The Hyperjacking is one of the latest threats to computer servers. Since phishing and virus attacks now outdated, hackers are now trying to perform a new malicious execution, hyperjacking. Hyperjacking revolves within the corporate world due to the application’s interest in virtualization. Since virtualization permits a multiple requests within the operating system to be executed in a single host, hyperjacking generally involves hardware manipulation.
Since the hypervisor of hyperjacking specifically operates in stealth mode and runs beneath the machine, it makes more difficult to detect and more likely gain access to computer servers where it can affect the operation of the entire institution or company. If the hacker gains access to the hypervisor, everything that is connected to that server can be manipulated.
The Hyperjacking involves an installation of fake hypervisor which can manage the entire server system. Standard security protocols are hopeless because the operating system will be unaware that an attack has been established.
Since Hyperjacking is still in its infancy, according to some reports, there has not been an attempt of hyperjacking on the Internet. However, experts are still looking for evidence of hyperjacking. Experts identified that in able to perform a hyperjack, the hacker should have a physical access to the main serer, or maybe encourage a user to install an application. It is also suggested that the hacker would need a processor that is hardware assisted virtualization capable.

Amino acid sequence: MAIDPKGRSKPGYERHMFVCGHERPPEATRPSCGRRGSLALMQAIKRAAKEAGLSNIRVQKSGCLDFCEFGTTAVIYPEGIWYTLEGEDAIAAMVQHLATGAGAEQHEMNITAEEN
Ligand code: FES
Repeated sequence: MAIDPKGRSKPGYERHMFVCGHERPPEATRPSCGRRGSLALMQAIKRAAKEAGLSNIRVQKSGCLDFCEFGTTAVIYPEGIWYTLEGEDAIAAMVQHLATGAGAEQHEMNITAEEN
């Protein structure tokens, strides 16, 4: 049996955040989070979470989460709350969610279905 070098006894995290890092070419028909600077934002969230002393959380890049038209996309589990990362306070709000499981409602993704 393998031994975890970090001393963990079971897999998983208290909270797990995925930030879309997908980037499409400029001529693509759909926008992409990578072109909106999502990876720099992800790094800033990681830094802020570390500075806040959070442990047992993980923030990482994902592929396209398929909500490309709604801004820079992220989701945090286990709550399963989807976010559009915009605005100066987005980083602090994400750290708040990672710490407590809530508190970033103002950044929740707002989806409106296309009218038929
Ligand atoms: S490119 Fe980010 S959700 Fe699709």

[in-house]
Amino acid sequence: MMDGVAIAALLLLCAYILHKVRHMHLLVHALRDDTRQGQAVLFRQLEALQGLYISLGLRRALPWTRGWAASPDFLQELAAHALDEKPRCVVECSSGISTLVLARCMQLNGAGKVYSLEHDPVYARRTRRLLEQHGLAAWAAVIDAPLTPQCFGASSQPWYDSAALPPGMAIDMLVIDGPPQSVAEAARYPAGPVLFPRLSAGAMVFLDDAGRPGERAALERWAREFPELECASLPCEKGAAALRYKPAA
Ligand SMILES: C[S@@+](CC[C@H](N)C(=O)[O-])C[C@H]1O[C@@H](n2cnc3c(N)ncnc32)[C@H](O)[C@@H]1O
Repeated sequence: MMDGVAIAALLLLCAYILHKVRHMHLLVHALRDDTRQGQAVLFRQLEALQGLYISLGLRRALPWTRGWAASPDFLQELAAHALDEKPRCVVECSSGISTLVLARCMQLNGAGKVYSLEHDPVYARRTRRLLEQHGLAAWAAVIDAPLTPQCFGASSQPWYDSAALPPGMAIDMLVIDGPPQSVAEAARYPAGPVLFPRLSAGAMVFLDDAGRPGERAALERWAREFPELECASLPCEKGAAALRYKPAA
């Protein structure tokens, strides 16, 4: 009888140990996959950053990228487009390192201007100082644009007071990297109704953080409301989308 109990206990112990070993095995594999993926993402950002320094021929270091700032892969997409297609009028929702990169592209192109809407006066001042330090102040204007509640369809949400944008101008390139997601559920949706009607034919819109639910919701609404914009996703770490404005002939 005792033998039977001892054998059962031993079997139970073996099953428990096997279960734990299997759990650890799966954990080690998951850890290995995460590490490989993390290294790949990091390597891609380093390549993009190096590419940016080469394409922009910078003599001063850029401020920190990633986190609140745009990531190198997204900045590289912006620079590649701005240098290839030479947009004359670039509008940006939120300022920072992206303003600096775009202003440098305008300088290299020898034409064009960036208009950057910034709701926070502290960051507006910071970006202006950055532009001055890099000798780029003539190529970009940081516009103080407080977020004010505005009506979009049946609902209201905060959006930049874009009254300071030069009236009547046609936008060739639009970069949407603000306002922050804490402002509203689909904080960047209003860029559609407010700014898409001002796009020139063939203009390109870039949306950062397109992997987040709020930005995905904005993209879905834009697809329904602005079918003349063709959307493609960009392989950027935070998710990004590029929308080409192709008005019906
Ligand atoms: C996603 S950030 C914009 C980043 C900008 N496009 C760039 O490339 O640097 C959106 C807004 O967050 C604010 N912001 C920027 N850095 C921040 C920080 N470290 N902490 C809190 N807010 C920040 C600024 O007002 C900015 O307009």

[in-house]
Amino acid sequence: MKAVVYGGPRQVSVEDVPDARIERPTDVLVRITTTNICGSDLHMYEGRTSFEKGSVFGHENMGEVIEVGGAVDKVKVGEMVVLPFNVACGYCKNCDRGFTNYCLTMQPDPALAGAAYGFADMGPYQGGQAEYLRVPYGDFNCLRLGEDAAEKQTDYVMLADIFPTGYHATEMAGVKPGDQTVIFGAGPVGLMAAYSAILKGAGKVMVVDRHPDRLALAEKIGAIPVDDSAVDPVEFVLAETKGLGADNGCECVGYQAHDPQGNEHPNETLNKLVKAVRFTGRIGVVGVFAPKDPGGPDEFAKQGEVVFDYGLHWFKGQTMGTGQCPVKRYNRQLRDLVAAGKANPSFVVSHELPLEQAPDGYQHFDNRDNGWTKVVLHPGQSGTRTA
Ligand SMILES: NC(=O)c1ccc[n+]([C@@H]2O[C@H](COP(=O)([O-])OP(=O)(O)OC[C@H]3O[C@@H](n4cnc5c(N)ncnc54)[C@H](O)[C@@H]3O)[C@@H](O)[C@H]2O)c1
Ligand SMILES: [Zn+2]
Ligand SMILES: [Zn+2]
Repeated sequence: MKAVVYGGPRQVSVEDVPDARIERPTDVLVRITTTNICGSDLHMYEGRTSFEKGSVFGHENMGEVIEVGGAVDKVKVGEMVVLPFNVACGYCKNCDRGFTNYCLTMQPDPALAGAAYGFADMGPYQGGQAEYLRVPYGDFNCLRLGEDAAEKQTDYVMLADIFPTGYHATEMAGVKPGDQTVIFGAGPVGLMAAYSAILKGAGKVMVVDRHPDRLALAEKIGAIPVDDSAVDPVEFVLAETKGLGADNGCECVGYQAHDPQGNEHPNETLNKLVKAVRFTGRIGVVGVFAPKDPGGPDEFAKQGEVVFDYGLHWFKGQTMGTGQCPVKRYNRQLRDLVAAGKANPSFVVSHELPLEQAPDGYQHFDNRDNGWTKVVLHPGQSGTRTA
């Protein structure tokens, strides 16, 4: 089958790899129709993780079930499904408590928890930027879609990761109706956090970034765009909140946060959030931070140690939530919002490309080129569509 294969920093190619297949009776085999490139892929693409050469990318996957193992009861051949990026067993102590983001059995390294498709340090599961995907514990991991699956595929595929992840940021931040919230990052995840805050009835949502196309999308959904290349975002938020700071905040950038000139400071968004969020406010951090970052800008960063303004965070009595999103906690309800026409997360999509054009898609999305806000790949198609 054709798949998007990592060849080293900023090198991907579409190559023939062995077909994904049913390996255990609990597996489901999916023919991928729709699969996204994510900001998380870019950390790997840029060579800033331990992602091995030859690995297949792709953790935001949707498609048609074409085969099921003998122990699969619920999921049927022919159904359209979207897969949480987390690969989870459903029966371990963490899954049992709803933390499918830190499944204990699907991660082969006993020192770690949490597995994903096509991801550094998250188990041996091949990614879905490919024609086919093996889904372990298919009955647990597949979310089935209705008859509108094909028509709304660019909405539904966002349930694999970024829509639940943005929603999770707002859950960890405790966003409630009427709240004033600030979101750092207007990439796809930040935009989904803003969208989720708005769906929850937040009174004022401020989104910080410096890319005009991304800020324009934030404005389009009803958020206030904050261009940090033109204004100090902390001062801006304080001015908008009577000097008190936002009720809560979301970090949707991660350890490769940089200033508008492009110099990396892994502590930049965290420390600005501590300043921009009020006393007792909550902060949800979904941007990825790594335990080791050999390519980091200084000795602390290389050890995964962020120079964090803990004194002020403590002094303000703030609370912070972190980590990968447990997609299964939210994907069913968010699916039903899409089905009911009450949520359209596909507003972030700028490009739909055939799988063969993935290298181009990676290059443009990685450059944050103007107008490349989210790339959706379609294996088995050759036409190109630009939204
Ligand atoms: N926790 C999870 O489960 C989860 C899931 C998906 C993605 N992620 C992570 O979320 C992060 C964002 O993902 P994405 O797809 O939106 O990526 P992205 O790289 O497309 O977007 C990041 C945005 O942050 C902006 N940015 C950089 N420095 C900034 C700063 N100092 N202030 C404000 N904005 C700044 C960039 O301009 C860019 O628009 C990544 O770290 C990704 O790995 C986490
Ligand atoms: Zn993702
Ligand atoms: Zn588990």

Since Microsoft Corporation wants to implement a virtualization to every Windows Server system, numerous prospective targets for hyperjacking will rapidly amplify. Even though the threat is currently in low level risk, Microsoft and AMD as well as Intel are working simultaneously in finding ways to minimize unauthorized hypervisor at hardware level.
The future threat for computer servers is hypothetically an attack that fetches a computer that operates one or various virtual systems. The standard protocol for Hyperjacking is that a hacker will try to target a computer underneath the virtual machines to be able to run its malicious code, and the programs that are running over the virtual machines will be unaware that it is compromised.
There has not been any report of an actual demonstration of hyperjacking, according to various reports about this threat; it was considered the attack in future computer servers and maybe for private computers as well. This future threat may be at its infancy today, but we will be hearing and reading more about this threat in the coming days.